I’m playing with the idea that regibus regna reddere might have sounded Ennian to Cicero’s audience or that he might have been inspired for the alliterative turn of phrase from his exposure to Ennius. Just speculative, but here are some supporting details:
When commenting on Aeneid 3.333 (…regnorum reddita…) Servius is reminded at least by the verb of Ennius:
more veteri pro ‘data’ accipiendum est: ‘re’ ergo abundat. Ennius annalibus “ad illa reddita nuptam”, et alibi “isque dies post aut Marcus quam regna recepit” pro accepit. aut ‘reddita’, quod Heleno debebatur imperium.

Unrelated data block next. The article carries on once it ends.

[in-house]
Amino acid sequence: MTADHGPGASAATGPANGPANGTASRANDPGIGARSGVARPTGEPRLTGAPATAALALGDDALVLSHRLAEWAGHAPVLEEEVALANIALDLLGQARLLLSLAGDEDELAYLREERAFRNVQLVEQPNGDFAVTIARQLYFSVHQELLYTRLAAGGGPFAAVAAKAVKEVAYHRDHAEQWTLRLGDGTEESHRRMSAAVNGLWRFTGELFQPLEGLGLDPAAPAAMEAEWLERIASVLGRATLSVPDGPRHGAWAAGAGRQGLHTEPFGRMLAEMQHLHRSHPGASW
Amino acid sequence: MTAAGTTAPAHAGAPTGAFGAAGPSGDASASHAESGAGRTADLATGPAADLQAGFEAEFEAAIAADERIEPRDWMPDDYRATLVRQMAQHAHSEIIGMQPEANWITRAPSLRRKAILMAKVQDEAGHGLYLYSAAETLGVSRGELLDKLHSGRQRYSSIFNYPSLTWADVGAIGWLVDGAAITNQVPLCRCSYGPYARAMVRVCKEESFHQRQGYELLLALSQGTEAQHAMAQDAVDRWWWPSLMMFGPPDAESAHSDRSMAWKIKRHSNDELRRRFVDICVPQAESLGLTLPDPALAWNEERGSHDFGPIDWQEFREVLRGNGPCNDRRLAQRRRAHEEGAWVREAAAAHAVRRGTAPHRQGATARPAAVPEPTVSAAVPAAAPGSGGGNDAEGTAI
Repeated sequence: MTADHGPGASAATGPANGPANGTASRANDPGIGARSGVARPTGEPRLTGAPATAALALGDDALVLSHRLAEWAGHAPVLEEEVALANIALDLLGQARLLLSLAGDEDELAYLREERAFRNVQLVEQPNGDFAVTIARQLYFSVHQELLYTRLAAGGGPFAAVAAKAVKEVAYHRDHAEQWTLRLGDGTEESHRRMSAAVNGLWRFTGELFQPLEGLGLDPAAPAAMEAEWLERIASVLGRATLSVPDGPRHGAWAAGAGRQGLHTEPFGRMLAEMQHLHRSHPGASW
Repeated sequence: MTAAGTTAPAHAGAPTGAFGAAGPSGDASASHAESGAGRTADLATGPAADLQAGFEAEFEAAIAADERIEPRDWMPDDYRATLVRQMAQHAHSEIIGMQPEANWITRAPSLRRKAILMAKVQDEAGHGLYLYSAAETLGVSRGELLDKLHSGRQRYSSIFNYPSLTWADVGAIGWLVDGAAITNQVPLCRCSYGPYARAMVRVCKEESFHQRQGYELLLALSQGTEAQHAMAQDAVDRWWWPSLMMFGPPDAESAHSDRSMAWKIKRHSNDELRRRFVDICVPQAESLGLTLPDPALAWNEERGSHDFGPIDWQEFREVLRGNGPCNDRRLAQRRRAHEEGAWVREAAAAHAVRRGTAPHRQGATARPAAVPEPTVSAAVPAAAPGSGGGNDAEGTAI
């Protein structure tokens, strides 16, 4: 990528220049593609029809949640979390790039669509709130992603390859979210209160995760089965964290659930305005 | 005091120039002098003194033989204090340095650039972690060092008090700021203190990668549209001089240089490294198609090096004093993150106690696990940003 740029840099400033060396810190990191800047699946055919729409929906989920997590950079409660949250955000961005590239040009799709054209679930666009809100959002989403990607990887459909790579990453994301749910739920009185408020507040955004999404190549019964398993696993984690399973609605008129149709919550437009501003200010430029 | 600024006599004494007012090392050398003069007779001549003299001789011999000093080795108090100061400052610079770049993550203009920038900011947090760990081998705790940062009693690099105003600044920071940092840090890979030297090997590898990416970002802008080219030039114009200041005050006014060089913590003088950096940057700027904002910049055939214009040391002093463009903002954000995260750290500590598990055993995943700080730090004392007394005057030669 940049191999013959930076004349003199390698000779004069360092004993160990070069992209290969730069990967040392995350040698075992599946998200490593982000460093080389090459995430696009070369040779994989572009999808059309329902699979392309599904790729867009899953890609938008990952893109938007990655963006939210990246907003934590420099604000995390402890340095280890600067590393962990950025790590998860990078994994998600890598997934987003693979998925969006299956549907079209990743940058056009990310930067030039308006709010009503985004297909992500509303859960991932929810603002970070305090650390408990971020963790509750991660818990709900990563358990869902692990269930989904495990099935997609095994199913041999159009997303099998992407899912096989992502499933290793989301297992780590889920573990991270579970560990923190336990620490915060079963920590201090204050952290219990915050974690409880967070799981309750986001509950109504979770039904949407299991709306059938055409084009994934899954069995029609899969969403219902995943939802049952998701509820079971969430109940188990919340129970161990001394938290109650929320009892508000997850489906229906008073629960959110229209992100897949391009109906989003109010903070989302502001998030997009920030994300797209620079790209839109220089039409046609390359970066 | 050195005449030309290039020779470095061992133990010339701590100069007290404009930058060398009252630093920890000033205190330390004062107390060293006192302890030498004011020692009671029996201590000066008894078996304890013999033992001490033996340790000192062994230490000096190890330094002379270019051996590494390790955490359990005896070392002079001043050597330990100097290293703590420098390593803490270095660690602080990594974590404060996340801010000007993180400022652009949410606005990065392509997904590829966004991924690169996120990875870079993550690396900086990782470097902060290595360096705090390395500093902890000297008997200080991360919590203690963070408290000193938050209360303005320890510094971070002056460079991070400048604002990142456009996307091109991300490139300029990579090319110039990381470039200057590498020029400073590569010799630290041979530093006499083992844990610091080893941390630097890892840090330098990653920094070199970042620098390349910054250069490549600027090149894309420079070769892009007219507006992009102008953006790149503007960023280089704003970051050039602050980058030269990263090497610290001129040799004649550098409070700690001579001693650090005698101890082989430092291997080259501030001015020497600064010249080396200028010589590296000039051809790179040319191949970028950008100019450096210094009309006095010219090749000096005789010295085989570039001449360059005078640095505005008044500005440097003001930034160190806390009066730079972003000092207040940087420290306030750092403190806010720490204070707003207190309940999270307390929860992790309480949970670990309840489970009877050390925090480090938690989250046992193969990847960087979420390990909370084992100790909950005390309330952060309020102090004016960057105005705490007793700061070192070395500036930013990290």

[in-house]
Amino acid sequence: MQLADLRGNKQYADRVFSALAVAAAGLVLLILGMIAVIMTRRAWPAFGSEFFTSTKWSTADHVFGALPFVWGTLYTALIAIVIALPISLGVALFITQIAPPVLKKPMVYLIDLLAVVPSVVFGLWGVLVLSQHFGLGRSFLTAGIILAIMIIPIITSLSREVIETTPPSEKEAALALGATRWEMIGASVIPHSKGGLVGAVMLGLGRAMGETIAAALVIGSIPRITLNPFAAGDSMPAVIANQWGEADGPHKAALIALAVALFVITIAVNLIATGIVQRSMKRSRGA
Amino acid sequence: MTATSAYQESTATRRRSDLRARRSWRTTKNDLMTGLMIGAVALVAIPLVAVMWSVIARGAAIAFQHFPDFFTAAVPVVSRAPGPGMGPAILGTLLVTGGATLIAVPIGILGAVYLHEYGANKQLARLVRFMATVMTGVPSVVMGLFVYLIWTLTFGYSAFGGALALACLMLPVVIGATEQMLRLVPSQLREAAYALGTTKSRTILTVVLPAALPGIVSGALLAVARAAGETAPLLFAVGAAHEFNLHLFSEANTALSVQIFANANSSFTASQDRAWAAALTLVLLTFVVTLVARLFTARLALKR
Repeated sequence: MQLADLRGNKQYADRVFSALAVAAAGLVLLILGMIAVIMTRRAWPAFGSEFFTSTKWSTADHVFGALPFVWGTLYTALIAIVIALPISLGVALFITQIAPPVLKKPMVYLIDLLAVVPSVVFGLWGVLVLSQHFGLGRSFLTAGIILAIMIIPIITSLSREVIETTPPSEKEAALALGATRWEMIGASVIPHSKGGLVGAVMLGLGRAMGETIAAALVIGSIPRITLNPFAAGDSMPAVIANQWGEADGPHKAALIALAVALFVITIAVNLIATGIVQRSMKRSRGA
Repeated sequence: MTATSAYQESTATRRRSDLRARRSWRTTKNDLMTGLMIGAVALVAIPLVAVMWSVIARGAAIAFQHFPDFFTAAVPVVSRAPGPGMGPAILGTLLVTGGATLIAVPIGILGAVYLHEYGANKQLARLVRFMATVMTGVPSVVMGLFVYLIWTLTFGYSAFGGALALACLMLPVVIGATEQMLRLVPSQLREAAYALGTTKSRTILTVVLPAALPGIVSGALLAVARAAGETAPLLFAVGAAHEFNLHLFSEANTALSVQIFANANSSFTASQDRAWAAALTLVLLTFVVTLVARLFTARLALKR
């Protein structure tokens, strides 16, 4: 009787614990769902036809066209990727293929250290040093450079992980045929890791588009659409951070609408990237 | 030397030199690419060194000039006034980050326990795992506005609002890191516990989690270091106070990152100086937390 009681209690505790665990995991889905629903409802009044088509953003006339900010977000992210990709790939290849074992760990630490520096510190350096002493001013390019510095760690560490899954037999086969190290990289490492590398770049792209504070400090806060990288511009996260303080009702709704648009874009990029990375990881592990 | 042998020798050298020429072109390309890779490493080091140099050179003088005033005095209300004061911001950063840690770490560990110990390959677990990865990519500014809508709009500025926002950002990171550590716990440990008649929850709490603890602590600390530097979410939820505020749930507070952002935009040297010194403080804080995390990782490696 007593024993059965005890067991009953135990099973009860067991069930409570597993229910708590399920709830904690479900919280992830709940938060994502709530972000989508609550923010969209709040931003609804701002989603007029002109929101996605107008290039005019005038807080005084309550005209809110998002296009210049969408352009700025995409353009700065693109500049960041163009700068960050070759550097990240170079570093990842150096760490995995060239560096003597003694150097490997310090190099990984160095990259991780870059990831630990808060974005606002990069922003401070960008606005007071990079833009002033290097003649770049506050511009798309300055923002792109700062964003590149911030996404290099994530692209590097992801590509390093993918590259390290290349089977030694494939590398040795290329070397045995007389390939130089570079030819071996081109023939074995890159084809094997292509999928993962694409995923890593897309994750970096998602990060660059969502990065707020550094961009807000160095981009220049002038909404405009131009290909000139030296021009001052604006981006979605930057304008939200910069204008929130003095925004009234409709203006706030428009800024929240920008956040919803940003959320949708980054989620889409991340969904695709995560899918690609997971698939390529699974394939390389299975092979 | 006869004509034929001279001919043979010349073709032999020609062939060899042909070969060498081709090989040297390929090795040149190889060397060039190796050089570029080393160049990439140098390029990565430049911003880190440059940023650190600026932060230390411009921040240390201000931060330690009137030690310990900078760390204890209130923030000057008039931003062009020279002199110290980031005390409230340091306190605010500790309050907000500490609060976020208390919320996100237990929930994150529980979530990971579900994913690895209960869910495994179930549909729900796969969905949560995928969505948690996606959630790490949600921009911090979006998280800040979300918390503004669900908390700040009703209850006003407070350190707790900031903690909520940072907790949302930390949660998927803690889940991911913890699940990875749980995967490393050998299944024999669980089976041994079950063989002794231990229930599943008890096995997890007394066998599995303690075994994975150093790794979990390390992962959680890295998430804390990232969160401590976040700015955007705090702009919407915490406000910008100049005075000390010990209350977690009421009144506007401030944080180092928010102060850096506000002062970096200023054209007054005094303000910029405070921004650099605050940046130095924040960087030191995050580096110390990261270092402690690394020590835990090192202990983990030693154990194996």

Skutsch on his commentary on F.56 of Ennius’ Annales does not believe that there is anything particularly archaic about this use of reddere.
Statius uses the phrase reddere regna to start THREE different lines in his Thebiad (2.541, 7.390, 10.583). Book 7 in particular is known for having Ennian echoes.
Among the fragments of Ennius we find:
mortalem summum Fortuna repente
Reddidit †summo regno famul †ut †optimus esset (Ann. 312-313)
parentes vinculis exemisse, patri regnum reddidisse atque ita in (Euhem. 90)
And, of course, alliteration is often associated with Ennius…